What are some tips on how to solve separation anxiety in dogs?
Original Question: Hi my dog is a 13-year-old Jack Russell Parson. She’s been very healthy up until about 1 month ago when she started shaking when we started to leave in the morning. She shakes really badly and then when we leave she goes through the house destroying everything in her path -- dropping items from shelves, windows breaking, picture frames, and she gets hurt by the sharp glass when she breaks it. Once we are home she is back to her normal self. She has never done these things before. I got her calming treats and spray but they just do not work for her but she enjoys its taste for sure. We tried to put her in a cage but I cannot do that anymore because she goes crazy after 30 – 60 minutes. Are there any remedies that could calm her down while we are away? Thank you for any advice. - Joanna
Separation anxiety, which is what this sounds like, can be a difficult thing to overcome but success can be achieved through diligence and determination in a large number of cases. It sounds like you have already taken a few steps in the right direction and some of that needs to be continued. A combination of modalities is needed to be most effective. The first thing to consider is “what has changed?” Have there been recent visitors, family problems, renovations; outdoor noise issues, all these can affect our pets.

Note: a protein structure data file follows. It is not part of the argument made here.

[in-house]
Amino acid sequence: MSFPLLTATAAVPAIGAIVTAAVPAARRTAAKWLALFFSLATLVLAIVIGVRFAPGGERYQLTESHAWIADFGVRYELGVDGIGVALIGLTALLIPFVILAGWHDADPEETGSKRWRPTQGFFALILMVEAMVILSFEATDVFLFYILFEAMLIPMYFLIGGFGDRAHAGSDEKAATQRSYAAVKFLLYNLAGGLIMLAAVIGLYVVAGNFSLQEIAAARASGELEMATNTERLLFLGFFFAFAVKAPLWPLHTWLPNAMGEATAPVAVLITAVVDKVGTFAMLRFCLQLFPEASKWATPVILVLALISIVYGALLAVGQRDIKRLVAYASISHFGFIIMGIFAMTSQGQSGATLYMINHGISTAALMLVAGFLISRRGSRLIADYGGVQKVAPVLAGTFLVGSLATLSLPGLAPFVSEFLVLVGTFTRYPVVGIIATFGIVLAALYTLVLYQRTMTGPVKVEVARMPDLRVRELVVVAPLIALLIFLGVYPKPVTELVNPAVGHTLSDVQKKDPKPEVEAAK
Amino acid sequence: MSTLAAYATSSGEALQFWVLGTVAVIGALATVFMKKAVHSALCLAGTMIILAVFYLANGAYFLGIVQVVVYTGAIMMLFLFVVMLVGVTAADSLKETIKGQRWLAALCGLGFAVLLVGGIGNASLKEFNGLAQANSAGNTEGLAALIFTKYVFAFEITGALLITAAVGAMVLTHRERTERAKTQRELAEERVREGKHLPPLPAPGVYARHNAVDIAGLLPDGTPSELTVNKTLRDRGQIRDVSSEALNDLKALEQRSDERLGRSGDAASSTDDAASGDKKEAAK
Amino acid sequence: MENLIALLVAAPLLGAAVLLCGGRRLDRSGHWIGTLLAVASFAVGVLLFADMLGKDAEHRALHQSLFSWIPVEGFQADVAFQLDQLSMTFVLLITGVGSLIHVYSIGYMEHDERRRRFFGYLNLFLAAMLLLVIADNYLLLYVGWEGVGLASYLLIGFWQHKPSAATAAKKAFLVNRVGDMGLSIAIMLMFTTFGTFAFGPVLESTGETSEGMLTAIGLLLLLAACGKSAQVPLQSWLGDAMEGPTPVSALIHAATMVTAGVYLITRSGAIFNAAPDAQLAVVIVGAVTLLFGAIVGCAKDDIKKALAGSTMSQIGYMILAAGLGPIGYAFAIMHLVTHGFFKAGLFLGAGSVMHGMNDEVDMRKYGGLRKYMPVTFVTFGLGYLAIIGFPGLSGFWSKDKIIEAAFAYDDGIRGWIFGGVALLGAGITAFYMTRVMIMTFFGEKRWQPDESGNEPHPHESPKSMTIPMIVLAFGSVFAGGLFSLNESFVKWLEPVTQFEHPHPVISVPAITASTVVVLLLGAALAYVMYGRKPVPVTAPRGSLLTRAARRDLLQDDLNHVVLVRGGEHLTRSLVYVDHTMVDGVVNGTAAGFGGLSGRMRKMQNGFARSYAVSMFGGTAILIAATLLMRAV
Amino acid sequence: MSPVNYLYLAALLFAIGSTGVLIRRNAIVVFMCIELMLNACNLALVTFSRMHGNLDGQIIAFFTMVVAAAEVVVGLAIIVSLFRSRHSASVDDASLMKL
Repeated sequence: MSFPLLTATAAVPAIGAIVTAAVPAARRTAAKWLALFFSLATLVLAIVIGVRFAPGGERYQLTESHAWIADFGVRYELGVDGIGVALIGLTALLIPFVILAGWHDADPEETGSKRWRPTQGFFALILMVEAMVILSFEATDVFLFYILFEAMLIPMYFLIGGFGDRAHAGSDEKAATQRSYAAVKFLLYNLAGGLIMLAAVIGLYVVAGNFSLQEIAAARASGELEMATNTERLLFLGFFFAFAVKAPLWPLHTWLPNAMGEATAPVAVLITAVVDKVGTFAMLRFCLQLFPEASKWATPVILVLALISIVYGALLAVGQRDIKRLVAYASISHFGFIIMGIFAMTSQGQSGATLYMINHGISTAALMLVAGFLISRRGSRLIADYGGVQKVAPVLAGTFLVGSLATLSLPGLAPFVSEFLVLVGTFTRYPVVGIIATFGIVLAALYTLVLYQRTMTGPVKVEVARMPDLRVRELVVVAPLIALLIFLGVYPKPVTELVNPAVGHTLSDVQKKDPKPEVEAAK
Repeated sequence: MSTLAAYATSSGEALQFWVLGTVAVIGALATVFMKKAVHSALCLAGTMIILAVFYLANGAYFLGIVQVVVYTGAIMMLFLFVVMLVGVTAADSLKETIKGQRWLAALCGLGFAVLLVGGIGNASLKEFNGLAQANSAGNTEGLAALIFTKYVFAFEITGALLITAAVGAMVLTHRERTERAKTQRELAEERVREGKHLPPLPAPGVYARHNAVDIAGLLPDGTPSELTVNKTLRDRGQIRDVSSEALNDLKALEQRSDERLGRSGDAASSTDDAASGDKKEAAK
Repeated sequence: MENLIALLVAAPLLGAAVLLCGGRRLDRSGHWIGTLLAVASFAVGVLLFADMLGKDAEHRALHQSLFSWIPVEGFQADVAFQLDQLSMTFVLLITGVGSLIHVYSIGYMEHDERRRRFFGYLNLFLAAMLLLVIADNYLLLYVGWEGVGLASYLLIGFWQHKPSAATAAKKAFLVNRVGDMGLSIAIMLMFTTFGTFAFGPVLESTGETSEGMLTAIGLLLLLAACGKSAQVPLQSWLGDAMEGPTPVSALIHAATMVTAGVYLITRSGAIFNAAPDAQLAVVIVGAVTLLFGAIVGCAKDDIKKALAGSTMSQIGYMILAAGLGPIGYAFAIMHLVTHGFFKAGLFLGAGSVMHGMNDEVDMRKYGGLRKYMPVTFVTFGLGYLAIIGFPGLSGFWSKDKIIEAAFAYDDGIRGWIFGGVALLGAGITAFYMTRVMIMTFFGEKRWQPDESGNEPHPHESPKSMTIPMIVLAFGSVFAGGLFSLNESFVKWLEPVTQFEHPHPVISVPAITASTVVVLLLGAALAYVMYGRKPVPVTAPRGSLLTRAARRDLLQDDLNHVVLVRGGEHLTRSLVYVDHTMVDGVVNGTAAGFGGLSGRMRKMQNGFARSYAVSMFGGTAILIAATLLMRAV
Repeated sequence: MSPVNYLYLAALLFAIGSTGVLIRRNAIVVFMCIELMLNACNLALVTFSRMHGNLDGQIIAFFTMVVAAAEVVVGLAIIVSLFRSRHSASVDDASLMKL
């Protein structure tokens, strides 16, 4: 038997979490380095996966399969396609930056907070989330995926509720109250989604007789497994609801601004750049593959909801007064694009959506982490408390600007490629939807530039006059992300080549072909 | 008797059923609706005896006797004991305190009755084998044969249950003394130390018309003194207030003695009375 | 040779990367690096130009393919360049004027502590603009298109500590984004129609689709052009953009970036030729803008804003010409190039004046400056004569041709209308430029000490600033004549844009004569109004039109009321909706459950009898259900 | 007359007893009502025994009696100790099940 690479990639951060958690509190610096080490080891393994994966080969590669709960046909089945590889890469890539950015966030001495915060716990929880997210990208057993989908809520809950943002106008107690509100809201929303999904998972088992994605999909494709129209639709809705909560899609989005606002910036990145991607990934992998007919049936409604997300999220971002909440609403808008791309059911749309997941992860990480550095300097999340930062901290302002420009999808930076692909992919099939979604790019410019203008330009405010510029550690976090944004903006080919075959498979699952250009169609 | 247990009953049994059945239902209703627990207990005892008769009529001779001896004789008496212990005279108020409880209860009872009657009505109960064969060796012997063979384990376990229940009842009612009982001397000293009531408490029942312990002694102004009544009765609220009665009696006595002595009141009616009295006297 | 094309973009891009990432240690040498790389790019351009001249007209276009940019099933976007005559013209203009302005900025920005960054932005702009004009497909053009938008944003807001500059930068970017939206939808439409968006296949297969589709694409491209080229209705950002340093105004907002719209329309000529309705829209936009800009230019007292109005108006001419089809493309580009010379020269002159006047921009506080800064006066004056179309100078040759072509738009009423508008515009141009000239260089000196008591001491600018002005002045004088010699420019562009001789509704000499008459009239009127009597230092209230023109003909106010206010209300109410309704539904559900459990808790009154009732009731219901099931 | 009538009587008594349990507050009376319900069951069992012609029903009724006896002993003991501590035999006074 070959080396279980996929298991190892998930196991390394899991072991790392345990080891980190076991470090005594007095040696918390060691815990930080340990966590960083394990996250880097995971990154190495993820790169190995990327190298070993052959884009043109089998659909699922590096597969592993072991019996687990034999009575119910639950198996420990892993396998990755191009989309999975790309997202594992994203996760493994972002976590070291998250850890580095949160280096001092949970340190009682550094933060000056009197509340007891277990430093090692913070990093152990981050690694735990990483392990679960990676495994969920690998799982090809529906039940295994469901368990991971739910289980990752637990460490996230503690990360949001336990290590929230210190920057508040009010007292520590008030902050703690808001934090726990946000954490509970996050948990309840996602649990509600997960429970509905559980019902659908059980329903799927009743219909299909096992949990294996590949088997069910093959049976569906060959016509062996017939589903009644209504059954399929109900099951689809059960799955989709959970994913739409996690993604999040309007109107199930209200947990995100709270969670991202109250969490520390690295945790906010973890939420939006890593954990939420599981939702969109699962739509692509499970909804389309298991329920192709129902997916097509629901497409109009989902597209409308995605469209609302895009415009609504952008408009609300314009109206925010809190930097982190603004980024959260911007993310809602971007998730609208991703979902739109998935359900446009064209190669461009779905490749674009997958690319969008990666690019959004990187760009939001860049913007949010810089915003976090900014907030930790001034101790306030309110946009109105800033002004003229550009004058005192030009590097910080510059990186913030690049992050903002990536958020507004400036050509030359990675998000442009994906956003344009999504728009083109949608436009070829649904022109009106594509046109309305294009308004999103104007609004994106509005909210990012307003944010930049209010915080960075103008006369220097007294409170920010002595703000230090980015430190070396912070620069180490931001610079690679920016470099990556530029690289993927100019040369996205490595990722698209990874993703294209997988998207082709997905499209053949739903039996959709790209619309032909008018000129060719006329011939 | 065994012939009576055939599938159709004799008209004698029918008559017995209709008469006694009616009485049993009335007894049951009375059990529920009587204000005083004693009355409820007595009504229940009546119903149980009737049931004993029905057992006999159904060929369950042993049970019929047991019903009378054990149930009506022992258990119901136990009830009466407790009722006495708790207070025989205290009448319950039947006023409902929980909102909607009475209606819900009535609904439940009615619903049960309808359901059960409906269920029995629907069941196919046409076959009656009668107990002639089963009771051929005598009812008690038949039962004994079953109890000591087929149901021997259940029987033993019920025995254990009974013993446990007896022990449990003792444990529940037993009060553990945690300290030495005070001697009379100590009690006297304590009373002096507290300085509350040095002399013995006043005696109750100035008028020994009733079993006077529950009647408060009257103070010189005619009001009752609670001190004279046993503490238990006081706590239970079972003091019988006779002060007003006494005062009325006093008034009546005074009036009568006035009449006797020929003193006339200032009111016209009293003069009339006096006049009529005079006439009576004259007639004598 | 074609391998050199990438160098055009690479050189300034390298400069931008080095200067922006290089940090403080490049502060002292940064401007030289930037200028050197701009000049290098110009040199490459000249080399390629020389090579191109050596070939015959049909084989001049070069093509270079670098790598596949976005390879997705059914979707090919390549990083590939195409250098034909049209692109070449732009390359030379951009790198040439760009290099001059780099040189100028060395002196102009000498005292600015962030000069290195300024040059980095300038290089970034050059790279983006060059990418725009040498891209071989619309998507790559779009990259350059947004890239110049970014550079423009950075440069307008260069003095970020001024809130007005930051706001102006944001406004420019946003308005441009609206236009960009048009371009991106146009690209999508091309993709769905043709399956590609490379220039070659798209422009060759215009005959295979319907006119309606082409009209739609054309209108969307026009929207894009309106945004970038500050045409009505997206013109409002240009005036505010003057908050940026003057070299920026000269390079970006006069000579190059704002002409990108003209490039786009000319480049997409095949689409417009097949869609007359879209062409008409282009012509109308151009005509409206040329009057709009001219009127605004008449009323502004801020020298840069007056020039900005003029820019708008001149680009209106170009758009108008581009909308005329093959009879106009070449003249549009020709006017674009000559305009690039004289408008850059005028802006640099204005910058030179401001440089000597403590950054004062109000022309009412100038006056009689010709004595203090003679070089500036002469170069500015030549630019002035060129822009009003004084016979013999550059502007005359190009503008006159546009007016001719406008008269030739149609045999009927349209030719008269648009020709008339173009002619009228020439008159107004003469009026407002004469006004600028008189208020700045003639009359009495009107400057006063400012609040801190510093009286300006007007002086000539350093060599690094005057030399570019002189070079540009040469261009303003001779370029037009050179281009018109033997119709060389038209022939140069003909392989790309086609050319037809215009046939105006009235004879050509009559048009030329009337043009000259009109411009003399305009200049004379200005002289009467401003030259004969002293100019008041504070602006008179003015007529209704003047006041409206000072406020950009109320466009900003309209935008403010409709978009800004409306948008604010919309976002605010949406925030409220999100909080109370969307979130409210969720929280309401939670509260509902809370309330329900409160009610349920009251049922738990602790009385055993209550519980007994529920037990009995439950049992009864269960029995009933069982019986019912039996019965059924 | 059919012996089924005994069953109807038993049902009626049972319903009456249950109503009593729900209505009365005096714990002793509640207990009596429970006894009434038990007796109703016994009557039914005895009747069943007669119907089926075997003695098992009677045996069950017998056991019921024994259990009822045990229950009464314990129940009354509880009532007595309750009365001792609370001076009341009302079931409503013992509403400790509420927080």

What I mean by this is that different tools will be needed to address the issue. Crate training can be very successful when implemented properly. Short intervals in the crate is where you need to start and it needs to be made a comforting place. Meals can be fed in there and when you put her in the crate, a special treat or toy should be given (my favorite is a Kong with peanut butter). These short intervals can be done while you are home even or if you just go outside to take out the trash. Over the course of a few weeks, the time is gradually lengthened. If you are letting her out of the crate when she is going ballistic, it will only reinforce the behavior that “if I act up, I get out” (which is what she wants).
To further help, some medications might be needed and this is an area to be discussed with your veterinarian. These can range from non-prescription pheromones to prescription medications similar to Prozac. Medication for dog separation anxiety isn’t a bad thing in these cases and are typically only used as a bridge to get where you want, not necessarily a permanent solution.
Another aspect is changing your own behavior. Many people have a tendency to form a routine when leaving the house and this may include saying bye to the pets and how they get their keys, coats, and bags together. Leaving the house needs to be a non-event. Change up the order of doing things and make sure your dog has some distractions.
These are just some starting points. Your veterinarian can help guide you further and make changes as your dog progresses or responds to the program. I wish there was a simpler solution and wish you all the best.
Dr. Ryan Llera
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